5 Things PR People Do That Irk Journalists

While the earned media landscape is evolving, one thing remains clear: credible media coverage is a valuable component to any company’s communication effort. Fostering relationships with your key media so they know you as a trusted, reliable source of information goes long way in making … or breaking … your media relationships.

Let’s look at 5 things the irk journalists and hinder your chances of earned media coverage:

1. Mass email blasts with irrelevant pitches. Few things annoy journalists more than getting bombarded with generic press releases and story pitches that have nothing to do with their coverage areas. PR people who take the time to research each writer’s beat and tailor their outreach accordingly tend to get a much better response.

    2. Being unavailable for reporters’ follow-up needs: whether it’s listing a PR contact on the news release that isn’t available or a lack of access to executives and subject matter experts  for interviews. Journalists strive to get beyond the polished press releases and dig into the meat of the story … and often need the help from PR pros to get them access or information. Nothing irks reporters more than committing to write a story and not having the insight, information or images they need.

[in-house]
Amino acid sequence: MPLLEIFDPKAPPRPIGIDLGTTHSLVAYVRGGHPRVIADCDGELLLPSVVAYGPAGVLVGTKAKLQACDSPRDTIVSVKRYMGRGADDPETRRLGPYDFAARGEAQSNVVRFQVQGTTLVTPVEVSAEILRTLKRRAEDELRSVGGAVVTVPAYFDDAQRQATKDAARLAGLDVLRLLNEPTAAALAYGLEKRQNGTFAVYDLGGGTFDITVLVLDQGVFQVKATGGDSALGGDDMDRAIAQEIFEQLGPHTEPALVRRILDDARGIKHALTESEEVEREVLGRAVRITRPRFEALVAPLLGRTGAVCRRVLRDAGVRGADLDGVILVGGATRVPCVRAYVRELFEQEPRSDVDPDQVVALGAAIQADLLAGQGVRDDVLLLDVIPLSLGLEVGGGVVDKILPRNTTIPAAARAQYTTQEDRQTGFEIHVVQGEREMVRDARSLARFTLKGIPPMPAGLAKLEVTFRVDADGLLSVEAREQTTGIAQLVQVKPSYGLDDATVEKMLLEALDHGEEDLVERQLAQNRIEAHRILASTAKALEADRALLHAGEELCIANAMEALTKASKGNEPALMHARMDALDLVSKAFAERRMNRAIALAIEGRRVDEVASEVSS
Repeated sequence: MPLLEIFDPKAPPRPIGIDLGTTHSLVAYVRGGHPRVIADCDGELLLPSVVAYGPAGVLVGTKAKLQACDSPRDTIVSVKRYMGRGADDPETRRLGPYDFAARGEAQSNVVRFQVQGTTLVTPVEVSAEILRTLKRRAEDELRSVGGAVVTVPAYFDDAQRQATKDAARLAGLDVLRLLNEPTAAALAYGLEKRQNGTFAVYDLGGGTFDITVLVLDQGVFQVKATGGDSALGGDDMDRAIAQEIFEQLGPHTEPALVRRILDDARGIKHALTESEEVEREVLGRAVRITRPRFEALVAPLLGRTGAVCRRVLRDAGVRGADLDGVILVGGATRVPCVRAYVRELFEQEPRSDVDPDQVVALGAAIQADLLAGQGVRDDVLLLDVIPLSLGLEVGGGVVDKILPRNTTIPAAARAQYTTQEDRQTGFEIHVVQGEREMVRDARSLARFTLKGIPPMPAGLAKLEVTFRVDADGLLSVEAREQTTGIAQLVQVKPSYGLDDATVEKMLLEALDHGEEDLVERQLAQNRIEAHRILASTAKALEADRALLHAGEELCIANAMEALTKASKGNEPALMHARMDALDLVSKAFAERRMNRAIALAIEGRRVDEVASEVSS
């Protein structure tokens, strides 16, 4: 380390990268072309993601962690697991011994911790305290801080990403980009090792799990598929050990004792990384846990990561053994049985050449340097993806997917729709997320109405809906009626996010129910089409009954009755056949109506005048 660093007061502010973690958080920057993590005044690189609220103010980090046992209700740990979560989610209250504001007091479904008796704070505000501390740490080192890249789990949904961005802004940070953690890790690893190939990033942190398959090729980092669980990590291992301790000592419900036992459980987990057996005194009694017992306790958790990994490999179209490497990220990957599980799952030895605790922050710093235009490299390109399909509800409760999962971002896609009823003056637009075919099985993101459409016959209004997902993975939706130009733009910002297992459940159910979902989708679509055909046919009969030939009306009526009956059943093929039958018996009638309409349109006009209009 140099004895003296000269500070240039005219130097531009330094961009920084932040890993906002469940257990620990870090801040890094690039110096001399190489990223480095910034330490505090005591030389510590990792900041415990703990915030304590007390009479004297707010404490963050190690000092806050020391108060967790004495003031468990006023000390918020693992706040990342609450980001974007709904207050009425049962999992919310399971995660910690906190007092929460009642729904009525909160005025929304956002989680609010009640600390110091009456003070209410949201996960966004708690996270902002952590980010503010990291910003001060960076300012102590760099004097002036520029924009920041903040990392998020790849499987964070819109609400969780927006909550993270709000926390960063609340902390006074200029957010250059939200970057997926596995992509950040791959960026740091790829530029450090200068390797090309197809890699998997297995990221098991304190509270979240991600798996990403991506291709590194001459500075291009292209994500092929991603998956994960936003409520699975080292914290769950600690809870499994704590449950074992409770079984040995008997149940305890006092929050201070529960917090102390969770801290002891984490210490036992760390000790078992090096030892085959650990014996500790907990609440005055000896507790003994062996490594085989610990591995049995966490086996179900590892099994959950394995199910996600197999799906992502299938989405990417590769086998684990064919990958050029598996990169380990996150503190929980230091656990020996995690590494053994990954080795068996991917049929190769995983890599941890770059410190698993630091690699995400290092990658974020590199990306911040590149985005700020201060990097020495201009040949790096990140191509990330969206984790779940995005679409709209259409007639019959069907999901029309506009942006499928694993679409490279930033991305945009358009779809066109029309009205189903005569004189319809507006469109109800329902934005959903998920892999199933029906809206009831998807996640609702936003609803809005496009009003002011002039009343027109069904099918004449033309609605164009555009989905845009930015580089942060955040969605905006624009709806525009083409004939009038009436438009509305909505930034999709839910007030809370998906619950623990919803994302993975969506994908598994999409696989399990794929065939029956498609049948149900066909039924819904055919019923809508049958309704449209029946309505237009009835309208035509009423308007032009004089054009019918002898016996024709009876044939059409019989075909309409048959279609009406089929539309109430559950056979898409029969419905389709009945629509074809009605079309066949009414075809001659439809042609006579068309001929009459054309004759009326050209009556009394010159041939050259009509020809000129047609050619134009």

3. Not respecting journalists’ deadlines. Magazines and newspapers operate on strict production schedules, and web outlets need to move fast to stay competitive. PR folks who fail to promptly respond to inquiries or provide requested assets in a timely manner can jeopardize important placements and frustrate time-pressed journalists.

    4. Asking to review the story before publication. It’s against the policy for most publications and often comes across as disrespectful to reporters. Remember, the real power of media coverage is its credibility – the implied endorsement of a trusted news source. Offering or expecting the opportunity to review a journalist’s article erodes earned media’s credibility.

    5. Not understanding the role of media. As PR professionals, we’re often tasked with generating positive media coverage about our client’s company, product and people. Journalists are tasked with providing their readers/viewers/listeners with info about trends, issues, challenges, innovations happening in the industry they follow. Good PR pros work to connect their clients’ purpose with the needs of a journalist and their audience. Earned media is not advertisement nor should it read like one.

    The best PR-journalist relationships are built on mutual respect, open communication and an understanding of each other’s roles and needs. By avoiding these common missteps, PR reps can go a long way toward fostering productive media relationships that generate great coverage for their clients.

    To learn more about reporters key points – and gripes – for PR people, check out our Meet the Media (MTM) blog series:

    Author: Adriana Van Duyn

    Adriana is an account supervisor at Bianchi PR with more than 20 years of B2B PR experience representing clients across the automotive, mobility and industrial sectors.

    You might also be interested in:

    Post a Comment

    Your email is never published nor shared. Required fields are marked *


    You may use these HTML tags and attributes: <a href="" title=""> <abbr title=""> <acronym title=""> <b> <blockquote cite=""> <cite> <code> <del datetime=""> <em> <i> <q cite=""> <s> <strike> <strong>